A week ago I decided it would be a good idea to get my septic tank pumped. We’ve been in the house a year, and it had been about two years before that since the previous owner had it pumped. With winter and the baby on the way, it seemed like it might be a good idea to prevent any possible issues when it would be most inconvenient to fix them.
The previous owner gave me the name of the company that had always serviced the tank, and fairly good instructions as to where the cap was located. “Twelve feet off the back of the house where the downspout comes down.” See, the septic tank cap is buried, so this piece of information is key – like a treasure map. So I called the septic company, he told me I was looking for about a 20″x20″ cap, about 1′ down.
I used the weekend to finish remodeling our downstairs bathroom (another story entirely), figuring I had until Friday to dig out the cap. How hard could it be when I knew exactly where it was?
Monday night I got out my tape measure, marked out 12′ from the downspout, and started digging. Eighteen inches down and about three feet around later I was still digging up nothing but dirt. So I moved over a bit and dug some more. Then a little more. “Maybe he meant the upper downspout,” I thought. More digging. Nothing. Daylight is at a premium these days, so after a couple hours, I hauled my tools back to the shed under the spotlights.
Tuesday I got smarter. I found a thin metal rod and a mallet and started driving the rod into the ground about every 12″. If I hit something before the rod went down 18″, I tried to establish a pattern around it to make sure it was more than a rock. To my amazement, there were an awful lot of large rocks between twelve and eighteen inches below the surface. There aren’t anymore because I dug them all out. End of day two.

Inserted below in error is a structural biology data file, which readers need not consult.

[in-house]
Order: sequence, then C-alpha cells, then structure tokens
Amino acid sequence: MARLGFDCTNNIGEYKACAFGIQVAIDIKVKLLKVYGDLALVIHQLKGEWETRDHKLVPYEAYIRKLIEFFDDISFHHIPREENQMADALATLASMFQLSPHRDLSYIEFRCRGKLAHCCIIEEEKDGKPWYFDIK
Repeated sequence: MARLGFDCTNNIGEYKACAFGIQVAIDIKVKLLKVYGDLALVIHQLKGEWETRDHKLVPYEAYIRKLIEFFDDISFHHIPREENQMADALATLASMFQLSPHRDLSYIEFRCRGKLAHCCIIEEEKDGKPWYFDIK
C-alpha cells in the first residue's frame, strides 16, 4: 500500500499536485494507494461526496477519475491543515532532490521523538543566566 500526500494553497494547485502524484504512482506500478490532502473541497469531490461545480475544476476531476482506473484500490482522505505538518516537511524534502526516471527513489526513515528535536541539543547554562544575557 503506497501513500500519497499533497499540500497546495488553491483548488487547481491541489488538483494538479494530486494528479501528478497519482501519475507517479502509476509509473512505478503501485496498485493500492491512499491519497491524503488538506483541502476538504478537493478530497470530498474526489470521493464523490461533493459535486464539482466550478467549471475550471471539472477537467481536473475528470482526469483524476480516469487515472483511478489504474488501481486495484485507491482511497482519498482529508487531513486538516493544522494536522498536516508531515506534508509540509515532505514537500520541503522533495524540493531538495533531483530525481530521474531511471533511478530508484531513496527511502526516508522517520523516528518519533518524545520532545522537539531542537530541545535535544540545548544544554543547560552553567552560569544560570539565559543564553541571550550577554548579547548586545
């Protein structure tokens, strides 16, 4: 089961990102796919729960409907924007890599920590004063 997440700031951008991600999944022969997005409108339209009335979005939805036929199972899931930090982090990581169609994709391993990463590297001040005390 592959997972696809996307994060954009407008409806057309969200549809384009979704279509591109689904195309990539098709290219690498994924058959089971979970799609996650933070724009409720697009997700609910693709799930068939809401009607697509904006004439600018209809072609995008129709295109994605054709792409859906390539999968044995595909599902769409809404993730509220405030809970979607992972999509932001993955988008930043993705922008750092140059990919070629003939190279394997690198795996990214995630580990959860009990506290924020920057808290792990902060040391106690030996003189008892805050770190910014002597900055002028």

Wednesday I decided to go back to my original starting point and hammer the rod down further. I hit another promising solid surface so I continued excavating. After some time, I had uncovered a 1′ equilateral triangle of concrete slab that I couldn’t tell if it was the cap, the tank, or a random hunk of concrete dumped in the fill. Exhausted, I packed it in for the night.
Thursday morning I called the septic company and explained my dilemma. They said they would send someone out to try and locate the cap and mark it for me. Fantastic! I called for reinforcements (my Dad) because after three days of digging, I wasn’t sure how much more I had left in me. When I got home, they hadn’t shown up. All I had was my triangle of hope, so I started clearing out more dirt. Just as my Dad was pulling into the driveway, I had uncovered a curve set inside the edge of the concrete slab which could only mean the [stuff that comes out of your] booty was below. The two of us made short work of the remaining dirt and uncovered the cap.
In fact, the cap was not 12′ from the back of the house, it was more like 14′. It was not 20″x20″, it was 25″ and round. And it certainly was not 1′ below the ground, it was closer to 2′. But, as they say, shit happens.
After the pumping? GPS mapped coordinates for the exact location of the cover and a big ass stone slab will be embedded into the ground directly about it. I’ve had enough hunting for buried treasure.